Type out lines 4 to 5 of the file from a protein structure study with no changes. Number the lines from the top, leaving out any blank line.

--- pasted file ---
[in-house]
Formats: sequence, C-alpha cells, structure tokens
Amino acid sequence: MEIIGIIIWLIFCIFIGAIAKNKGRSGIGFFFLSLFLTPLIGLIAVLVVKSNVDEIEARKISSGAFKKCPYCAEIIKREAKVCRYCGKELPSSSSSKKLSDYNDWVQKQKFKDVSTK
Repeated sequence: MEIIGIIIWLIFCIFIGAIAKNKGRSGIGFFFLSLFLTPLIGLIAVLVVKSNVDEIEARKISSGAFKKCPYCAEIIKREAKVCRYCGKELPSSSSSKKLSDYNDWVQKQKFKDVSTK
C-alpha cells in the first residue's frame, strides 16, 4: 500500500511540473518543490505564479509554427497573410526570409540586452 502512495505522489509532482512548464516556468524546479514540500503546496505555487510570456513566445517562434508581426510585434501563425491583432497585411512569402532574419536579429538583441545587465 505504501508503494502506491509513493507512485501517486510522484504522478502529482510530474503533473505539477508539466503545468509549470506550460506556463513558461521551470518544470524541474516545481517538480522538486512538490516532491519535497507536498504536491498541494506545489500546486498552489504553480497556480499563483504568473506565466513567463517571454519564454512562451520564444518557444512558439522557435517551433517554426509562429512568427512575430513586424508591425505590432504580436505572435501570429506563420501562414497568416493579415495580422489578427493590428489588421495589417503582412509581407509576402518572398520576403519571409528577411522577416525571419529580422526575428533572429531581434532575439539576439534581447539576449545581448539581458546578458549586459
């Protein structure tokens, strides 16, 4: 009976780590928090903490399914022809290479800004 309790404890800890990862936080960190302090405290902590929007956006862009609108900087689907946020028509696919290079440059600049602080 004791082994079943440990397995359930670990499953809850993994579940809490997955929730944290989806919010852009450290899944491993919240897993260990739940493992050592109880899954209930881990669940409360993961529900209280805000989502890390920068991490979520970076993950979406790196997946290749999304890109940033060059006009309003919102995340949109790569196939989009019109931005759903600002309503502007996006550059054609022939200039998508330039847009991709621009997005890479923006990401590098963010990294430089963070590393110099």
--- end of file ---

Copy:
Repeated sequence: MEIIGIIIWLIFCIFIGAIAKNKGRSGIGFFFLSLFLTPLIGLIAVLVVKSNVDEIEARKISSGAFKKCPYCAEIIKREAKVCRYCGKELPSSSSSKKLSDYNDWVQKQKFKDVSTK
C-alpha cells in the first residue's frame, strides 16, 4: 500500500511540473518543490505564479509554427497573410526570409540586452 502512495505522489509532482512548464516556468524546479514540500503546496505555487510570456513566445517562434508581426510585434501563425491583432497585411512569402532574419536579429538583441545587465 505504501508503494502506491509513493507512485501517486510522484504522478502529482510530474503533473505539477508539466503545468509549470506550460506556463513558461521551470518544470524541474516545481517538480522538486512538490516532491519535497507536498504536491498541494506545489500546486498552489504553480497556480499563483504568473506565466513567463517571454519564454512562451520564444518557444512558439522557435517551433517554426509562429512568427512575430513586424508591425505590432504580436505572435501570429506563420501562414497568416493579415495580422489578427493590428489588421495589417503582412509581407509576402518572398520576403519571409528577411522577416525571419529580422526575428533572429531581434532575439539576439534581447539576449545581448539581458546578458549586459